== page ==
Posts Tagged 'Microsoft Office365'

The Good News About Office 365 Outage

Last week, many North American Office 365 users suffered a three hour interruption to the service. Some Dynamics CRM users also experienced service disruption. This is not ideal for anybody but any IT infrastructure will suffer outage as some stage of its lifetime. What made this outage acceptable for the majority of users was the fact that Microsoft kept the users informed via their Service Health Dashboard. Not knowing why or receiving no information about an outage is incredibly frustrating for users. The service being unavailable is also frustrating but much less so when the supplier is providing real-time updates as they work to resolve the problems. This is why, despite the large number of affected users there has been very little negative publicity around the outage.

So what caused the outage? Unofficial reports suggest it was a network problem at the data centre but these reports have neither been confirmed or denied. What such an outage does highlight is that moving to the cloud requires a thorough appreciation of the risks, a contingency plan for when (not if) outages occur and also to select an appropriate supplier with high reliability/availability and a good communication channel in the event of outages. All of these requirements make selecting a supplier some challenge. A thorough understanding of the technologies, their points of failure, the suppliers and their products is required to ensure the best possible decision on Cloud Computing can be made for your organisation. This knowledge is exactly what is provided by the Learning Tree Hands-On Cloud Computing course which is delivered by industry leading experts who are Cloud Computing practitioners and can answer your specific questions based on their vast experience. If you would like to build your Cloud Computing knowledge, why not consider attending. A schedule can be found here.

Chris Czarnecki

Do We Need An Office With Cloud Computing

Over the last two years, in my consulting role I have encountered an increasing number of organisations whose staff work from home one or two days a week. This has many benefits for both employer and employee. People still attend the office for a number of reasons, the office culture, communication and collaboration being core.

Cloud Computing has enabled many organisations to significantly reduce or indeed eliminate the office IT, from hardware servers to application software, replacing it with cloud services that can be accessed from mobile devices using high speed wireless networks. As Cloud based software continues to develop and offer more and more real-time collaborative tools including video conferencing, I started to consider the scenario of organisations eliminating the overhead of physical offices. There is, with Cloud technology the real possibility that organisations can exist effectively without having a physical office to which employees attend.

As an example of the type of cloud based services that could help accelerate office-less organisations, Logitech have launched a HD cloud video conferencing system that is available on a pay-as-you-use basis. This opens up facilities to all organisations that have previously only been affordable by large multi-national companies. Many of the benefits of attending an office can be overcome using technology such as this. At a lower level the collaborative features of productivity tools such as Microsoft Office365 enable real-time communication and collaboration too. Its an interesting thought that Microsoft Office365 could be the beginning of the end of the physical office.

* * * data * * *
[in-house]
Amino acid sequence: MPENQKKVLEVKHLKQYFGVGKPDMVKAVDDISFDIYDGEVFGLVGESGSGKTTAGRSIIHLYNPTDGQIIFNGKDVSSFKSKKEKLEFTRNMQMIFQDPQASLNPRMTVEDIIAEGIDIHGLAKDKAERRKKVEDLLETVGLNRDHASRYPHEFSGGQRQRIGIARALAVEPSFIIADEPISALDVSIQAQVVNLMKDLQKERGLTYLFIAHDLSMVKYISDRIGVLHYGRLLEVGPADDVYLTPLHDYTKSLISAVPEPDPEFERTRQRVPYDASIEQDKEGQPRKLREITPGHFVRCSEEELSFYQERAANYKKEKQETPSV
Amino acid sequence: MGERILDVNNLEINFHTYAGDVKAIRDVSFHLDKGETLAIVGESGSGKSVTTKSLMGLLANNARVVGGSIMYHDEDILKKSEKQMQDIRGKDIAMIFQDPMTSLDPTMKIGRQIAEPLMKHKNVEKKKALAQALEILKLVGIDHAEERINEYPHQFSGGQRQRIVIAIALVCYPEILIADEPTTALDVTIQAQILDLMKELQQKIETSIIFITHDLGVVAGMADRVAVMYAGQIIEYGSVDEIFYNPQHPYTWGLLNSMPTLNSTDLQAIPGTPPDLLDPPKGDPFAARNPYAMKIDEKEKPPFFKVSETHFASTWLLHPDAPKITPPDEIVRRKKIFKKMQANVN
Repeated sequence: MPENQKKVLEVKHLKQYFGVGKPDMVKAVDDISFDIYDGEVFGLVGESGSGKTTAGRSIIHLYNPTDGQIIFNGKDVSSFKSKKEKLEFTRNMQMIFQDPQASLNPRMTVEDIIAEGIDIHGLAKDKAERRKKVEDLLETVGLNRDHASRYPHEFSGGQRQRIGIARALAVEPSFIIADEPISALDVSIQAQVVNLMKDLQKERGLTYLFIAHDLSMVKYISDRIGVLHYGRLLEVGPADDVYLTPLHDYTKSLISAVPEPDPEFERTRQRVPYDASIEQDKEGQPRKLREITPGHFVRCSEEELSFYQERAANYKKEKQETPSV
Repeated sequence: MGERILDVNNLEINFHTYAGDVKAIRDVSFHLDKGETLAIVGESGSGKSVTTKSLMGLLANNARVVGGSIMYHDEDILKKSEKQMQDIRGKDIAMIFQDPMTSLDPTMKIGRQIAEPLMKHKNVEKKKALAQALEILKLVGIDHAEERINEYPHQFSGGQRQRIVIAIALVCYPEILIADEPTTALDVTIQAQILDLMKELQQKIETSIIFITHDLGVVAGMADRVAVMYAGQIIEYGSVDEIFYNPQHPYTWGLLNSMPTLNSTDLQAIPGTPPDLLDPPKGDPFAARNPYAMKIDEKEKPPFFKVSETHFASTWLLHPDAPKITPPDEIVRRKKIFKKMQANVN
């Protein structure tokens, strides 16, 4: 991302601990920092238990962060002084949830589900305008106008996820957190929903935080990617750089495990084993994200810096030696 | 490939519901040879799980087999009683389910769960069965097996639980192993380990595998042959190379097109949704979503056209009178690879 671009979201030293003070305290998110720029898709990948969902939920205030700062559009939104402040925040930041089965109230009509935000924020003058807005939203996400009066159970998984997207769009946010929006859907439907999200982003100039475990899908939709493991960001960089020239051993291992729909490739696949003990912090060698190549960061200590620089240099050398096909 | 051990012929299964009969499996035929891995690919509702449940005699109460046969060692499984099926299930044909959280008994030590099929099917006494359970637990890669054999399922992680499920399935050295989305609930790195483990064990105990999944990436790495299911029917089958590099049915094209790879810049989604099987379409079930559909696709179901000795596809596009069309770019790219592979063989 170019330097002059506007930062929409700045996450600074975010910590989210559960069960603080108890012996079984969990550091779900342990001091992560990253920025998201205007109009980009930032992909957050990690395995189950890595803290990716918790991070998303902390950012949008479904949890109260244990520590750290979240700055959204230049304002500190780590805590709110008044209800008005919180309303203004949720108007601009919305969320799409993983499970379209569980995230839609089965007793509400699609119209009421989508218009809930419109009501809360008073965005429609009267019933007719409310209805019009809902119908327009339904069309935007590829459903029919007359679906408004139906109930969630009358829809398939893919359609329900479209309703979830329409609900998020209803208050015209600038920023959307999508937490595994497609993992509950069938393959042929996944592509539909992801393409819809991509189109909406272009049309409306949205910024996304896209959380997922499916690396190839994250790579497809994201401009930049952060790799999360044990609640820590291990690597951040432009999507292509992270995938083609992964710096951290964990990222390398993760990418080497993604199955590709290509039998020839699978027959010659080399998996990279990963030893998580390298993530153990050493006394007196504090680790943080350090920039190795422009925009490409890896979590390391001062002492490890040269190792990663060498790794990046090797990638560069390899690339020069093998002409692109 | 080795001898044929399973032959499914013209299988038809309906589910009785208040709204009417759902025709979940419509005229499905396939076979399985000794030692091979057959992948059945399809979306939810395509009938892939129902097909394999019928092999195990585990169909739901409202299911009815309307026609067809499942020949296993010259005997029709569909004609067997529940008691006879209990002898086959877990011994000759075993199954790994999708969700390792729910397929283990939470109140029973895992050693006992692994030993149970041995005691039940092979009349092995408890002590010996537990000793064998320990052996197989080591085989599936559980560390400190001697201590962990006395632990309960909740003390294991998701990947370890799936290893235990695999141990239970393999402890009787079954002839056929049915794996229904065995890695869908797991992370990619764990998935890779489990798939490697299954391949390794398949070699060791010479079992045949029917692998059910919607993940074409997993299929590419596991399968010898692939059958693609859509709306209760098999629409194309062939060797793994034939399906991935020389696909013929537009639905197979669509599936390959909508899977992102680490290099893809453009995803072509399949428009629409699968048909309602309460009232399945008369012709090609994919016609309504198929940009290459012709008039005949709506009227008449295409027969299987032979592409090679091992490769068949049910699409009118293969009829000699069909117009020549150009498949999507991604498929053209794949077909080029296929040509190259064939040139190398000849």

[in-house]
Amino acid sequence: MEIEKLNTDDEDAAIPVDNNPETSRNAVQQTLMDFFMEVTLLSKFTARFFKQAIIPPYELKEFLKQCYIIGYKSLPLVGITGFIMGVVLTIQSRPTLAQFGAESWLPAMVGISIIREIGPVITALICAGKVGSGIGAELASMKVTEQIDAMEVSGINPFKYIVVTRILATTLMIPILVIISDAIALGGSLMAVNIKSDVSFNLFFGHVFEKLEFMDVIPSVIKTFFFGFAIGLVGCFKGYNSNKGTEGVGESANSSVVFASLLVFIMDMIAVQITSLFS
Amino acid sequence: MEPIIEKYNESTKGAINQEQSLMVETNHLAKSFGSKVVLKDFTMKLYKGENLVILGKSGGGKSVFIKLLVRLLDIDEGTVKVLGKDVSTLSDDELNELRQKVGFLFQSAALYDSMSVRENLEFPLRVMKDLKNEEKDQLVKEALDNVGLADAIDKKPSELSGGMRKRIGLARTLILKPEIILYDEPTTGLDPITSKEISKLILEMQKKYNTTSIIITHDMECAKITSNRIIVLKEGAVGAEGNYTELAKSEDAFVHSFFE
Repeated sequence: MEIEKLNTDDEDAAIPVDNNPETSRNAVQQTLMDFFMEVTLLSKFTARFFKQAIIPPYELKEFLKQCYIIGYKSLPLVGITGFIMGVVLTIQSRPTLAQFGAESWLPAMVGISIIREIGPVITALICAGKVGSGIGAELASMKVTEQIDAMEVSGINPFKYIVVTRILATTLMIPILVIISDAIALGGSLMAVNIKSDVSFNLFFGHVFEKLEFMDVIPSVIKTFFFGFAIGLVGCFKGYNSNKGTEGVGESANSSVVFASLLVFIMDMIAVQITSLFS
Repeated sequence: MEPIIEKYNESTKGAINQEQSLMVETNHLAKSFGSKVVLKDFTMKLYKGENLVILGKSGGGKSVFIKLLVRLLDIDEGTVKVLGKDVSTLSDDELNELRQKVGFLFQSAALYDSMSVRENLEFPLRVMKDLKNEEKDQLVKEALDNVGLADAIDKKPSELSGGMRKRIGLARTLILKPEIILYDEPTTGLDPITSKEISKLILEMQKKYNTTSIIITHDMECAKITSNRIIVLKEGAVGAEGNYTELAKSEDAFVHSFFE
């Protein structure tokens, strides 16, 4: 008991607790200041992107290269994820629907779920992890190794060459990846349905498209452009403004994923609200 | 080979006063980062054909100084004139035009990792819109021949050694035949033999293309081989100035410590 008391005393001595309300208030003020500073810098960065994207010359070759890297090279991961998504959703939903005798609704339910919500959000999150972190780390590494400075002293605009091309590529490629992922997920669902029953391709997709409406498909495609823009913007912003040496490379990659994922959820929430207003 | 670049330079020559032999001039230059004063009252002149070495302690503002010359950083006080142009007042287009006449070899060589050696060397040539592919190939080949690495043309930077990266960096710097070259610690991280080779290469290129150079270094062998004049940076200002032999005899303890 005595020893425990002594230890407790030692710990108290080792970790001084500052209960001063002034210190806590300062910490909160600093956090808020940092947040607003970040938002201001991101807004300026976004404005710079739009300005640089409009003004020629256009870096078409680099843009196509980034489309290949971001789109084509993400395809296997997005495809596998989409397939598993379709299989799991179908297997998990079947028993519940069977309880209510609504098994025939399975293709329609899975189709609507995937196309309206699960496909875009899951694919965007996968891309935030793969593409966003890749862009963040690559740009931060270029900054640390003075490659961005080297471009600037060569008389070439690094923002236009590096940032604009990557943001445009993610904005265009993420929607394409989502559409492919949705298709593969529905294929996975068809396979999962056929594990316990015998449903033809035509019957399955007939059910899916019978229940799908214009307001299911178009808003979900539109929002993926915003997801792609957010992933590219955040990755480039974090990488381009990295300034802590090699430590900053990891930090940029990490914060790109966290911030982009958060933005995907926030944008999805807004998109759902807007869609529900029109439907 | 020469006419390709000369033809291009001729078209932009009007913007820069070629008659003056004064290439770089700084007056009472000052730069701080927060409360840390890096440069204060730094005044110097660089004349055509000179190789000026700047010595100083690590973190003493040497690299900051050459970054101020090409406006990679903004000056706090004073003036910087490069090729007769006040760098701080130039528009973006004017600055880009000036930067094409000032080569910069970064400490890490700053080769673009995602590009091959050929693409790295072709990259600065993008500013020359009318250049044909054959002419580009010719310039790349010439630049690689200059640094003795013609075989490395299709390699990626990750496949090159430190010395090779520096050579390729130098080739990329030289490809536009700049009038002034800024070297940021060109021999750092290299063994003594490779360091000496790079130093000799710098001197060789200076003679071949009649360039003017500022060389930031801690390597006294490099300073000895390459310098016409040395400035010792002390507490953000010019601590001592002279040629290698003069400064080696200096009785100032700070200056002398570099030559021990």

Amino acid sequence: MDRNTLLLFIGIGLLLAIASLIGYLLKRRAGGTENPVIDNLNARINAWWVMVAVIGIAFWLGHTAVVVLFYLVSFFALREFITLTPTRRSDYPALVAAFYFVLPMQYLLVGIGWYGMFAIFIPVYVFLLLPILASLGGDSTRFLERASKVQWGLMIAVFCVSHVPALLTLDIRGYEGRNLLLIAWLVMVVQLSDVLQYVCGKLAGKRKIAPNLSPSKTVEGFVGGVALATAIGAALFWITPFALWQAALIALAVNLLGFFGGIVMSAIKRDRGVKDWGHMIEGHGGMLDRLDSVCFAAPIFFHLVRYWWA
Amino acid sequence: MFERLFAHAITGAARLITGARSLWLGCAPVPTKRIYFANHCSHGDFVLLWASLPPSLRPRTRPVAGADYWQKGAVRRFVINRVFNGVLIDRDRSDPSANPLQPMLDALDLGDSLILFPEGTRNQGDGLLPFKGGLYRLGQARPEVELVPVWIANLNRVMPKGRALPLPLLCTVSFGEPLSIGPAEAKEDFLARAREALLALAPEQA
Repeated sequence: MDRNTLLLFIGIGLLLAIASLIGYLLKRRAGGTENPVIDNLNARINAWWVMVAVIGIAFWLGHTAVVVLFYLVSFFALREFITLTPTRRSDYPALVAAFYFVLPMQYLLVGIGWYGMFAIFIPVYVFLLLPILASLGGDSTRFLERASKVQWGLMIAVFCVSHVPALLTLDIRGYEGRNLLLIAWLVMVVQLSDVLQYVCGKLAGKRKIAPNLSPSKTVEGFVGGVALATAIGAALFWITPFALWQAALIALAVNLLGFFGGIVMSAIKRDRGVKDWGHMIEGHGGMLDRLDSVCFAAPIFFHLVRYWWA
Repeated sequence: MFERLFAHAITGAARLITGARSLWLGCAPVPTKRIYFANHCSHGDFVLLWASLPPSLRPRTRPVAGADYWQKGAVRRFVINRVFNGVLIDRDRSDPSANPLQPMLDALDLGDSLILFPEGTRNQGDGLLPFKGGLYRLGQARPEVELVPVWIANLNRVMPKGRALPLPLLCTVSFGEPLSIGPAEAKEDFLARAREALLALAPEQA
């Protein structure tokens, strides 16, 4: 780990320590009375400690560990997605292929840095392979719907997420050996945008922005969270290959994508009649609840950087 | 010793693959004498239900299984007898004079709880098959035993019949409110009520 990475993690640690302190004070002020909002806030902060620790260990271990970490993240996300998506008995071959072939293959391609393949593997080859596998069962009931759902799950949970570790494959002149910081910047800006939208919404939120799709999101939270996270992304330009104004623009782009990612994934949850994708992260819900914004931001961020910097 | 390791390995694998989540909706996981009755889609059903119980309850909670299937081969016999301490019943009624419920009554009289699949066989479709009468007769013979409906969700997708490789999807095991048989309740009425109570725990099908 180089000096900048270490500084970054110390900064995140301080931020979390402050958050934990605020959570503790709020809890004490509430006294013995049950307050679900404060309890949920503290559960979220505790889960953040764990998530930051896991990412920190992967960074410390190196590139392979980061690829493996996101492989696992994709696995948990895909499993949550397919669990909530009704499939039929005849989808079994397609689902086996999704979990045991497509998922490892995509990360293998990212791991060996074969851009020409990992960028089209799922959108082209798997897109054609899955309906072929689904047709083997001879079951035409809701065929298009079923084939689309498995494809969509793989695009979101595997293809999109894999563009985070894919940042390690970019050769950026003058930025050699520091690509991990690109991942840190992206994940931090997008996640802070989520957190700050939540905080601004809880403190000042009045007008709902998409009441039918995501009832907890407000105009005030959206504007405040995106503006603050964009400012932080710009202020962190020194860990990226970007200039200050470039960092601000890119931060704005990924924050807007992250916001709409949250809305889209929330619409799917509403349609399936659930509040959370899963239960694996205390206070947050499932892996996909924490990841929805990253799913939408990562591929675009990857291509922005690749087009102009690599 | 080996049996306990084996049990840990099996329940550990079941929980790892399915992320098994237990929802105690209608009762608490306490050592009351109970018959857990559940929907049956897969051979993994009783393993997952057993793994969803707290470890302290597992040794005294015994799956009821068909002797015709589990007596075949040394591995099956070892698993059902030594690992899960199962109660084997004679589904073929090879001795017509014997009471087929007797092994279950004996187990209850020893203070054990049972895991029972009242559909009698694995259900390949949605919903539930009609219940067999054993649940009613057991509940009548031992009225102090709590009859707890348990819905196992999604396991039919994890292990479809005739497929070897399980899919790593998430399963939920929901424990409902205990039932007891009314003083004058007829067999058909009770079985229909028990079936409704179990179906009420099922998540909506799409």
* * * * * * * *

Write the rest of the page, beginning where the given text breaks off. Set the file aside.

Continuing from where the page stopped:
Chris Czarnecki

Microsoft Releases Office365

Microsoft has announced the worldwide availability of Office365, released as their next generation of productivity applications. The product makes the popular productivity tools such as Word, Excel and Powerpoint available as a cloud service, where the software will always be up to date. By accessing these applications as a cloud service, a business can benefit in many ways including:

  • Any where access to documents
  • Easier Collaboration
  • Automatic backups
  • Reduced administration

There are potentially many other benefits too including the payment on a monthly basis for the software from ¬£4 per user per month. This fee is for professionals and small businesses and represents a real cost savings over the traditional ‘shrink wrapped’ Office productivity suite. For midsize businesses Microsoft offers flexible deployment models enabling some users to have on-premise office access, whilst others to have the cloud hosted software. This is a hybrid cloud approach and allows specific compliance, security and operational needs to be met.

Whilst termed Office365, this software suite provides much more than the three applications listed above and includes email, SharePoint and Lync Рan application that enables a number of different communication channels including online meetings and audio/video calls. With this exciting release, Microsoft offers a strong alternative to Google Apps, with a very similar cost model. What is interesting is that Microsoft offers some interesting possibilities that Google does not, such as the hybrid approach to deployment. It will be interesting to see how these products evolve over the next few months.

If you are interested in learning about the features of Office365 and Google Apps and comparing them, why not consider attending Learning Tree’s Cloud Computing course, we discuss both offerings and compare them from a business and technical perspective.

Chris Czarnecki

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